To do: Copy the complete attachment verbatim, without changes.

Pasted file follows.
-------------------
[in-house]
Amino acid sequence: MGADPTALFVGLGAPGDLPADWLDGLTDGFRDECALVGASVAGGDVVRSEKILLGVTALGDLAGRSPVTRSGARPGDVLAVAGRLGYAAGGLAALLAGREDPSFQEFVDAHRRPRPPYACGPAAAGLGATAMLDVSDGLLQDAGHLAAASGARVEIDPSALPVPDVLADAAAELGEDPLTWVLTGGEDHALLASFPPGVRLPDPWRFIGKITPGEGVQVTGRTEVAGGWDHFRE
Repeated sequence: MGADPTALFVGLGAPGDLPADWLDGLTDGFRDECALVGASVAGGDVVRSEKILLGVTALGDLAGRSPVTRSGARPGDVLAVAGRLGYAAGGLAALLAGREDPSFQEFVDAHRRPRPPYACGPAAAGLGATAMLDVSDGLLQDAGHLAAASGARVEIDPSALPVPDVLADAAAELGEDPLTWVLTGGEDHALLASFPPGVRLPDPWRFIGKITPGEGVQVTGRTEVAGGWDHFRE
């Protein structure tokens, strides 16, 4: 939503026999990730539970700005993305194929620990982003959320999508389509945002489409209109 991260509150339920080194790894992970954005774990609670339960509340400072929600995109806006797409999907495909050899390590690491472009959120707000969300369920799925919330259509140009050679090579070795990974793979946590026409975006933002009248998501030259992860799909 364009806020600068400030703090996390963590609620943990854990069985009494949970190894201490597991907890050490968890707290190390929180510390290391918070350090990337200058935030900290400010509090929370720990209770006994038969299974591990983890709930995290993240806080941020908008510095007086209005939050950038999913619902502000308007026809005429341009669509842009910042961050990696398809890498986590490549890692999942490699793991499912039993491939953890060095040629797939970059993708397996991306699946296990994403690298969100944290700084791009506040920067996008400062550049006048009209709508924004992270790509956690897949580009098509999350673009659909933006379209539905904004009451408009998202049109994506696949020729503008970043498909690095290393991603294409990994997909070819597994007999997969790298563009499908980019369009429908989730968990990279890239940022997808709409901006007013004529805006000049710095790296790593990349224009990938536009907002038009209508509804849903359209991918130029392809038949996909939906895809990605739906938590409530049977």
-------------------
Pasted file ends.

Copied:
[in-house]
Amino acid sequence: MGADPTALFVGLGAPGDLPADWLDGLTDGFRDECALVGASVAGGDVVRSEKILLGVTALGDLAGRSPVTRSGARPGDVLAVAGRLGYAAGGLAALLAGREDPSFQEFVDAHRRPRPPYACGPAAAGLGATAMLDVSDGLLQDAGHLAAASGARVEIDPSALPVPDVLADAAAELGEDPLTWVLTGGEDHALLASFPPGVRLPDPWRFIGKITPGEGVQVTGRTEVAGGWDHFRE
Repeated sequence: MGADPTALFVGLGAPGDLPADWLDGLTDGFRDECALVGASVAGGDVVRSEKILLGVTALGDLAGRSPVTRSGARPGDVLAVAGRLGYAAGGLAALLAGREDPSFQEFVDAHRRPRPPYACGPAAAGLGATAMLDVSDGLLQDAGHLAAASGARVEIDPSALPVPDVLADAAAELGEDPLTWVLTGGEDHALLASFPPGVRLPDPWRFIGKITPGEGVQVTGRTEVAGGWDHFRE
């Protein structure tokens, strides 16, 4: 939503026999990730539970700005993305194929620990982003959320999508389509945002489409209109 991260509150339920080194790894992970954005774990609670339960509340400072929600995109806006797409999907495909050899390590690491472009959120707000969300369920799925919330259509140009050679090579070795990974793979946590026409975006933002009248998501030259992860799909 364009806020600068400030703090996390963590609620943990854990069985009494949970190894201490597991907890050490968890707290190390929180510390290391918070350090990337200058935030900290400010509090929370720990209770006994038969299974591990983890709930995290993240806080941020908008510095007086209005939050950038999913619902502000308007026809005429341009669509842009910042961050990696398809890498986590490549890692999942490699793991499912039993491939953890060095040629797939970059993708397996991306699946296990994403690298969100944290700084791009506040920067996008400062550049006048009209709508924004992270790509956690897949580009098509999350673009659909933006379209539905904004009451408009998202049109994506696949020729503008970043498909690095290393991603294409990994997909070819597994007999997969790298563009499908980019369009429908989730968990990279890239940022997808709409901006007013004529805006000049710095790296790593990349224009990938536009907002038009209508509804849903359209991918130029392809038949996909939906895809990605739906938590409530049977």